New England Patriots coach Bill Belichick was not going out of his mind when he told his team after its first playoff victory this year: “A big day for Rutgers!” Three of the Patriots’ players—Devin McCourty, Logan Ryan, and Duron Harmon—had gone to college there, and all three had intercepted passes in the game. This was not just a statistical improbability. It was a vindication of Belichick’s style of personnel management—the most idiosyncratic in the history of pro football, and the most successful.
Football players, however athletic, are pawns on a chessboard. All teams have playbooks. The Patriots’ is thicker and more complicated than most. So Belichick has constructed his team around players capable of seeing the game as he does. This does not mean “delegating.” On the contrary—it means drilling every player to master his role (or “job”) and avoid mistakes. Mistake-avoidance is probably more important than inspiration. Aside from points scored, turnovers (fumbles and interceptions) are the statistic most closely correlated to wins. Belichick-coached players have internalized his phobia of turnovers. Thus Patriots running back Dion Lewis, who scored three touchdowns in that first playoff game, was mystified by those who called him a hero. Having also lost a fumble, he said, with undoubted sincerity, “I feel like this was my worst game ever, actually.”
Belichick believes games are won through mental preparation. He has built his team around jocks who can think and grow. This requires more than mere “football sense.” It requires a capacity for studying, the kind of studying you do to get an “A” in Algebra 1. “You’re in a Friday . . . meeting,” former Patriots running back Heath Evans told an ESPN interviewer last fall. “Bill pulls out a sheet of paper and starts asking, ‘Hey, Kevin Faulk, what’s the Indianapolis Colts’ favorite blitz on third down and short in the red zone?’ ” When Belichick himself was asked in a recent interview what he thought his quarterback Tom Brady and the great Cleveland Browns running back Jim Brown had in common, he stressed only mental traits. Both were “astute and aware.” They had a “full-field comprehensive view.” And “when it’s time to work they’re locked in.”
How does one go about finding people studious, gifted, or patient enough to master complex offensive and defensive schemes? Belichick’s father Steve was a scout and a coach at the U.S. Naval Academy. For Bill Belichick, football is a culture, a body of tips, wisdom, and lore, the relevance of which is not limited to the gridiron. Belichick has always gravitated to people who feel the same way—second-generation coaches, like Jim (of Michigan) and John (of Baltimore) Harbaugh, sons of a coach at Michigan and Stanford. Among players, too, Belichick trusts ones from football families. Matthew Slater, his special-teams captain, is the son of Hall of Fame offensive tackle Jackie Slater. Offensive lineman Ted Karras is the great-nephew of the late Detroit Lions defensive tackle Alex Karras. Defensive end Chris Long is the son of Hall of Fame defensive end Howie Long (and, for what it’s worth, the great-nephew of Irvin Kershner, the director of The Empire Strikes Back).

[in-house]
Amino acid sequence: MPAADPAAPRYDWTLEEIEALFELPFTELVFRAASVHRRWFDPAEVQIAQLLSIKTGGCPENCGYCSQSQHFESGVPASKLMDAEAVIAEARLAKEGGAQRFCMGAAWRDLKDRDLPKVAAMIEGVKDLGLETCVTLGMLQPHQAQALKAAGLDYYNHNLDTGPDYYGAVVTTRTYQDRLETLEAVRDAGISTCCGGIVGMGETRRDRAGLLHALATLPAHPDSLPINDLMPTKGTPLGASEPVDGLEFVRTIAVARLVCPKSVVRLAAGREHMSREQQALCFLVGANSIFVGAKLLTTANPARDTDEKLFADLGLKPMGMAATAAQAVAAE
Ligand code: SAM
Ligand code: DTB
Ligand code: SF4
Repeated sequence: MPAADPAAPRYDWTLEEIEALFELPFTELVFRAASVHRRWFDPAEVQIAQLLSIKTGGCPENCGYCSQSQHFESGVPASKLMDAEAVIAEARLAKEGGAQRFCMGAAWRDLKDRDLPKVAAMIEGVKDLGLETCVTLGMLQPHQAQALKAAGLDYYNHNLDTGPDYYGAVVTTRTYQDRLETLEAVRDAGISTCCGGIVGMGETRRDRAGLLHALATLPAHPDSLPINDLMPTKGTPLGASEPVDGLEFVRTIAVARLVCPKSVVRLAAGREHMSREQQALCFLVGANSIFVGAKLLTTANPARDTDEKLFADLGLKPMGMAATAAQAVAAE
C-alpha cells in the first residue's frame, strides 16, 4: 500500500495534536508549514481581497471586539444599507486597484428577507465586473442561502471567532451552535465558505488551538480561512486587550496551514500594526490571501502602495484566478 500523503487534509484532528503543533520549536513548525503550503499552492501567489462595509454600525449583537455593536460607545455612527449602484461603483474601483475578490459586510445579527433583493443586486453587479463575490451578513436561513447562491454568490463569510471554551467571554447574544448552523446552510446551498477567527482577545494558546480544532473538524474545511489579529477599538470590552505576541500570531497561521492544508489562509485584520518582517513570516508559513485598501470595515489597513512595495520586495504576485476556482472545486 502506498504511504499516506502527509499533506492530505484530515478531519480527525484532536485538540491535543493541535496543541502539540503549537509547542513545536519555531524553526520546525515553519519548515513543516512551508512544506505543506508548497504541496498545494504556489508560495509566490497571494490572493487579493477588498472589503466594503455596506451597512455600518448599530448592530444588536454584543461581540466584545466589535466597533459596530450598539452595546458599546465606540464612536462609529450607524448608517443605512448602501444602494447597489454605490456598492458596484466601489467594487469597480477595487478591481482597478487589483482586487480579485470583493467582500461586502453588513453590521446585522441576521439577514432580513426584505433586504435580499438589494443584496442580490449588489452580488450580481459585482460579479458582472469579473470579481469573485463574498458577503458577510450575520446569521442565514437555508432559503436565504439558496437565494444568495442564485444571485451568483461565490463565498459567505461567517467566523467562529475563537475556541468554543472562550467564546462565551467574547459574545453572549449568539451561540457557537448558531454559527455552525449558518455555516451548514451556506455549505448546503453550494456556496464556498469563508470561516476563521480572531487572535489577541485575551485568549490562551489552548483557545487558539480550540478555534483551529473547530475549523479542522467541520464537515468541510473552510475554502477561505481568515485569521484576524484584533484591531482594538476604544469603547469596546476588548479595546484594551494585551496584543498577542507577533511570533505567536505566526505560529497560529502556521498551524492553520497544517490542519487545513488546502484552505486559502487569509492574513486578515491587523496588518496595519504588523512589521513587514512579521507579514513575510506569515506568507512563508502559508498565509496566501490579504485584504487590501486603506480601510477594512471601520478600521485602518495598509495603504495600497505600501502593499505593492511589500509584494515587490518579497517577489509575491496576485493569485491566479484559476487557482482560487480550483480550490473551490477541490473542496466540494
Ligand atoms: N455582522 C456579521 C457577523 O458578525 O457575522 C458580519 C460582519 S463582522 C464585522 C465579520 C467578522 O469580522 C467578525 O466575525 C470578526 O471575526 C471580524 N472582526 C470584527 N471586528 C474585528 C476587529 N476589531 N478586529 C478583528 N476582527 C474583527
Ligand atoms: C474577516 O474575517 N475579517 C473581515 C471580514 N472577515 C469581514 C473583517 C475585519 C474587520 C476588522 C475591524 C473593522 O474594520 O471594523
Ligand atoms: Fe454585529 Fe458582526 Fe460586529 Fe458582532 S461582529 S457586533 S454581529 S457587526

A number of Patriots went to prestigious universities—Tom Brady and defensive tackle Alan Branch to Michigan, Slater to UCLA, and fullback James Develin to Brown. But elite institutions do not guarantee the intellectual preparation necessary to compete at the top level. (A truth of wide application!) Instead, to an unusual extent, the Patriots have chosen players from football programs that are complex in the same way the Patriots are. The Rutgers defense as it developed under Greg Schiano in the first decade of this century is the best example. But the Alabama defense run by coach Nick Saban is similarly confusing—to both the opponents who face it and the players required to learn it. Alabama linebacker Dont’a Hightower is one of the few players Belichick has ever sacrificed draft choices to obtain, in large part because he has a rare combination of size and quickness but surely also because, as the Crimson Tide’s defensive captain, he was the chief on-field strategist for the most complicated (and successful) defensive scheme in the country.
Belichick’s focus on specialization, paradoxically, rewards versatility. What qualifies players for specialized Belichickian roles is a general ability to learn and train. Star receiver Julian Edelman was a quarterback in college. Fullback Develin was a defensive tackle. Receiver Chris Hogan played lacrosse, a sport the Maryland native Belichick loves. Defensive back Nate Ebner was a rugby player—he competed with the U.S. Olympic squad in Brazil last summer.
Certain excellent players will prove unsuitable, for whatever reason, to a system built on study, direction-following, and interlocking responsibilities. Belichick will cut anybody. This midseason, the Patriots traded gifted linebacker Jamie Collins for a song. On the other hand, since suitability to the Belichick system is the only requirement, the Patriots can offer redemption to temperamental stars who have worn out their welcomes elsewhere: Corey Dillon, Randy Moss, LeGarrette Blount . . . the list is long.
There is a Zen element to all of this. One of the highest compliments Belichick pays is to call a player “instinctual.” By this he does not mean that they wing it. He means that having drilled, day in, day out, they react to a variety of situations as if by instinct. The Patriots’ game is free and original, unlike the plodding play of supposedly loosey-goosey NFL teams. You follow rules to attain your freedom. You learn by rote so that you can live with abandonment. This, too, is a truth of wide application.
Christopher Caldwell is a senior editor at The Weekly Standard.
This post originally appeared on Weekly Standard